Friday, 19 December 2014

Masters In Economics - Where to go?

The Inside Story

By Anshuman Kamila

Without much ado about nothing, I’ll get to my primary task. I am supposed to draw points of comparison between the several institutions of prominence for study of Masters in Economics in India. So I’ll try and cover as many perceptions and as much information I could manage to gather regarding these. Since much of the historical foundations of these institutes are accessible easily, I’ll take the liberty of skipping these and focus on contemporary perceptions and matters of fact.

South Asian University (SAU): “The new core for core economists!”
OPINION: Based on interaction with senior faculty of the University and friends of faculty, one can advise to keep it as an option right below or above JNU. The syllabus is in line with the one covered at Delhi School of Economics (DSE), albeit at a level a tad lower than at DSE. In the last semester, a student is supposed to submit a dissertation towards the fulfillment of the requirements of the course. This, paraphrasing a senior functionary at SAU, “is the forte of the course where a student is urged to have an independent thinking and research into a subject of choice and serves as a timely initiation into a career in research.” Certain key members of faculty are well net-worked, and a rapport with them may guarantee an enviable internship.

ENTRANCE PREPARATION: The entrance to this fledgling University happens earliest of all. The syllabus is roughly the same as a standard entrance examination syllabus, going by hearsay conjecture and personal gut feeling. It’s relatively easy to get through, if one were to go by the level of questions asked in the past years. The trick is to have some native intelligence and be on terms with last two years of undergraduate syllabus of Economics (H) at DU, through means of a cursory read. 

Jawaharlal Nehru University (JNU):  “The melting pot of thesis and antithesis”
OPINION: A temple of learning, rather than mere ‘training’, JNU emphasizes critical thinking and encourages developing an opinion of one’s own. The course coverage is, unlike DSE or ISI, focused on analyzing contemporary world economy against the back drop of conventional theories and schools of economic thought. Also the teaching accommodates heterodox economic thoughts, so not only a particular string of economic thesis – but its anti-thesis and subsequent synthesis are all discussed. If developing a scientific temper and the power of informed criticism is one’s objective, JNU is the place to be. The syllabus for the entrance is hugely diversified. It is difficult to pinpoint certain sections which will ‘surely’ be asked. The entire system, beset with opaque reservation systems and grace markings, is very unpredictable and remains a gamble. It is not advisable to write this exam ONLY, for there is no guarantee of making it despite a sound base in economics and a rigorous practice of the past year papers.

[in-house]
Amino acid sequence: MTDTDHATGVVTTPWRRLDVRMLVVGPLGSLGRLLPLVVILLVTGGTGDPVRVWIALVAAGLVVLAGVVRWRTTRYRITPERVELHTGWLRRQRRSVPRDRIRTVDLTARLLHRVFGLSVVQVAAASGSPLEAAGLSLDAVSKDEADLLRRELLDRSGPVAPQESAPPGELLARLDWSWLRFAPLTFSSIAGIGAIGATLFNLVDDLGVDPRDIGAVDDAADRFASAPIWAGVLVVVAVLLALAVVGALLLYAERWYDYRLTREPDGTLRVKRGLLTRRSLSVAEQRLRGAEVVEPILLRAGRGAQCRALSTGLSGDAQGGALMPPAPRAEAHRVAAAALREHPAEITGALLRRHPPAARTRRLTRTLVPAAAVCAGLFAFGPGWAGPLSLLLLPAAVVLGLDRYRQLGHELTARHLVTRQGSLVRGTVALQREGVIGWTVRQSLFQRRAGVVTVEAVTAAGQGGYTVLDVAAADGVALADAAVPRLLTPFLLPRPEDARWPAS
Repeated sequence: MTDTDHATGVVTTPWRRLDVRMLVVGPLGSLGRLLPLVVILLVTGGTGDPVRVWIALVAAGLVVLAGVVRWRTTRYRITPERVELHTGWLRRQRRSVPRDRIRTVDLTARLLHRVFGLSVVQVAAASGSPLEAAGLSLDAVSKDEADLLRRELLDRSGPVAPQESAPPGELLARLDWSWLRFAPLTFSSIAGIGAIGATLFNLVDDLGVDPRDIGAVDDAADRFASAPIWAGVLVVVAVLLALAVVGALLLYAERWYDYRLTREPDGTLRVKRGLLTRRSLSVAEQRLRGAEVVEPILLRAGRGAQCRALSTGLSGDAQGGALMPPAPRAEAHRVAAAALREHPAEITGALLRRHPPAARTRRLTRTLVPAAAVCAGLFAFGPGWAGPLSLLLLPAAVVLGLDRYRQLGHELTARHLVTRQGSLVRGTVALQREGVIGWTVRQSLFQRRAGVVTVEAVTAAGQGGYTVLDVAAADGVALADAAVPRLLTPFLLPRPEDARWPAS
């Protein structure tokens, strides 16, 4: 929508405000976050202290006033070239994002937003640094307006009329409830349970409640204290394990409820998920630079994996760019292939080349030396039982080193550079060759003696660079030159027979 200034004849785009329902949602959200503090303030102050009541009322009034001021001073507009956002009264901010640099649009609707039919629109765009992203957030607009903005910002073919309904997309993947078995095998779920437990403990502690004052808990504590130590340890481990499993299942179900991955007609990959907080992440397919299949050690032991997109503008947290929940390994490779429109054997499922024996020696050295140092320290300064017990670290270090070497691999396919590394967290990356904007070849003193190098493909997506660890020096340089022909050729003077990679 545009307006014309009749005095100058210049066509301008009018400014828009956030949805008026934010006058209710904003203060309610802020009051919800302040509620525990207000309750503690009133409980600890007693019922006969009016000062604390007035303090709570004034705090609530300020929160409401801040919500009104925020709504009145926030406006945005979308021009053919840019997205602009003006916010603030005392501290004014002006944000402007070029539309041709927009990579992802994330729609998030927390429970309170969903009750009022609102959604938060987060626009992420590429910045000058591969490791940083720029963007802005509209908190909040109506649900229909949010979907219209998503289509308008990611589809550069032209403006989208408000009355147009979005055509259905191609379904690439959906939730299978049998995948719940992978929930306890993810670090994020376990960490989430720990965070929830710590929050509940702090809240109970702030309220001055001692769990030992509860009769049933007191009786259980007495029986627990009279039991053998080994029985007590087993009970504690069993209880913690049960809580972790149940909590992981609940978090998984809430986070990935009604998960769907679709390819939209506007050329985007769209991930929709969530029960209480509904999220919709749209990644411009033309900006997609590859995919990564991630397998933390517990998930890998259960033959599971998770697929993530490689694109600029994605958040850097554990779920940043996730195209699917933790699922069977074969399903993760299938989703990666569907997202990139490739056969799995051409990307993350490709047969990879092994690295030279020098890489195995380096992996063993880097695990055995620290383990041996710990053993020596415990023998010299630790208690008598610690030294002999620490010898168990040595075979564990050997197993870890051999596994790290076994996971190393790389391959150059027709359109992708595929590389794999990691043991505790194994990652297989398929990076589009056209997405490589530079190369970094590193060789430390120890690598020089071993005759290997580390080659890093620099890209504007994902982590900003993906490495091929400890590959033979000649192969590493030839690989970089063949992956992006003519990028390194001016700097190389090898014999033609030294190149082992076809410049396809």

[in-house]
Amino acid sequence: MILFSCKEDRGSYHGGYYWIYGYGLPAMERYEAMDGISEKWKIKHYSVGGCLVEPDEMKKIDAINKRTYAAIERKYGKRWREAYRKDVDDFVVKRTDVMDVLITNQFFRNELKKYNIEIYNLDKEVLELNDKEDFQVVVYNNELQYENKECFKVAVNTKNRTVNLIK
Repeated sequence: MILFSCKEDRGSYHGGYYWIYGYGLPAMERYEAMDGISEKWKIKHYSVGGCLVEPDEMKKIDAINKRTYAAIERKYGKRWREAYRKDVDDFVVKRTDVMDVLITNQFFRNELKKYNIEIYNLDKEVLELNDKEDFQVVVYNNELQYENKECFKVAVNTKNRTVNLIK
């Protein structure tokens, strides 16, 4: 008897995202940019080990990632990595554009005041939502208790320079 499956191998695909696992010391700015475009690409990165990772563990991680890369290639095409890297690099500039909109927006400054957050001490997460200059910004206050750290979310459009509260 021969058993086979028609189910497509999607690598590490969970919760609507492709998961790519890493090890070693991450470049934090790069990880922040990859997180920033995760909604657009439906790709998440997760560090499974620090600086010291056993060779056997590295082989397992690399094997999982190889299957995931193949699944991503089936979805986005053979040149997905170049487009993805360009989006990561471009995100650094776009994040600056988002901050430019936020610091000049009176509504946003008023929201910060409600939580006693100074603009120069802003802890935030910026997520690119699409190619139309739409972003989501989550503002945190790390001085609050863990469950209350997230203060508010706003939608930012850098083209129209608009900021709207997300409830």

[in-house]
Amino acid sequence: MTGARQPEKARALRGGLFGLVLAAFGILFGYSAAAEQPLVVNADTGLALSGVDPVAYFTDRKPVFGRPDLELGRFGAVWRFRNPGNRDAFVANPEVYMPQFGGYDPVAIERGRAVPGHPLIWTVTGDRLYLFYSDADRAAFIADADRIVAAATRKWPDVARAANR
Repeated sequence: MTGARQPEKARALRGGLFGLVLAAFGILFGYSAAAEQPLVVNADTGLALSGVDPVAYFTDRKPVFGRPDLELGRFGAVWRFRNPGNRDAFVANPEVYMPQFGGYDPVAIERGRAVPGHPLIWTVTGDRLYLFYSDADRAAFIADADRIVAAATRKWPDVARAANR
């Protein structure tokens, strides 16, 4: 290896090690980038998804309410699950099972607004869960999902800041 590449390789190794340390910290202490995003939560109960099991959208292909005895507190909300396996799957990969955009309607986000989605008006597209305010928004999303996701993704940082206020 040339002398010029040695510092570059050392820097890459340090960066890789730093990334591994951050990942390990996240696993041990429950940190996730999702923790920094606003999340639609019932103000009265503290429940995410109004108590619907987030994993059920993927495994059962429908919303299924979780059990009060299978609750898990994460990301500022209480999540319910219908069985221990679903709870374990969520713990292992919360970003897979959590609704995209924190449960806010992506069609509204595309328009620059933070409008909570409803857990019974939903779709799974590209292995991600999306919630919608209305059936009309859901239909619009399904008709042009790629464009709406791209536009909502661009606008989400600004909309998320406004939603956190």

Placement record is not so good, although it has improved in recent times. A concerted effort in putting together the semblance of a ‘placement cell’ has been started last year and results are showing – students are getting well paid internships. But placements so far have been confined to academic sphere alone – research associate-ships and small time analysts, et al.

Indira Gandhi Institute of Development Research (IGIDR): “The exotic hub of economics”
OPINION: This elite research institute sits atop a picturesque hill and infrastructure is a primary attraction (as one of my professors pointed out, ‘they have a great swimming pool’ and my batch-mate there tells me a wildlife hotspot and the film city are nearby!). A small batch size and a student faculty ratio, which almost equals 1:1, are important points of consideration. Teaching level is at par with DSE, from what one infers on basis of assignments and questions asked in tests. Some of the subject’s leading stars serve on the panel of faculty, thus one can be assured of rigorous teaching and cutting edge research experience. A unique distinguishing feature of the institute is assignment of a ‘mentor’, the pool of which is drawn from the panel of faculty and research scholars. Every mentor is mandated to advise and motivate a scholar and remains easily approachable through the three years of college life. All members of faculty reside on campus, creating a sense of bonhomie and occasional parties at their homes add to the academic ambience.

ENTRANCE PREPARATION: The entrance test is a salad bowl of economics (no calculations here, so stress is on robust understanding of fundamentals and uncanny ability to ‘reason out assertions’), arithmetic and verbal and non-verbal reasoning. Maintaining cool throughout the duration of the test is the only sensible advice one can give. Interviews are usually grueling and grilling, and intrinsically unpredictable. So a lot of scope of surprises here, although confidence in answering and being thorough in subjects of preference should put one in good stead. 

Delhi School of Economics (DSE): “The corporate hotspot!”
Of course, the most sought after destination for study of Economics at Master’s level in India. Boasts of an expansive galaxy of distinguished alumnus and remains a favourite catchment area for all big corporate recruiters. The pronounced use and application of mathematics in all sub-branches of economics remains a central theme of ‘training’ at DSE. Faculty members are almost household names (of course, households that are comprised of economics scholars!) The level of instruction right from Day 1 is at an elevated level, even for someone who’s had a relatively grand run at Undergraduate level. The first two semesters are usually times when the newly inducted scholar is acquainted with the rigour and tenor of academics at DSE, so they tend to be tougher and seem drab. However, after one has successfully steered cleared of the wee semesters, one can hope for some stimulating economics.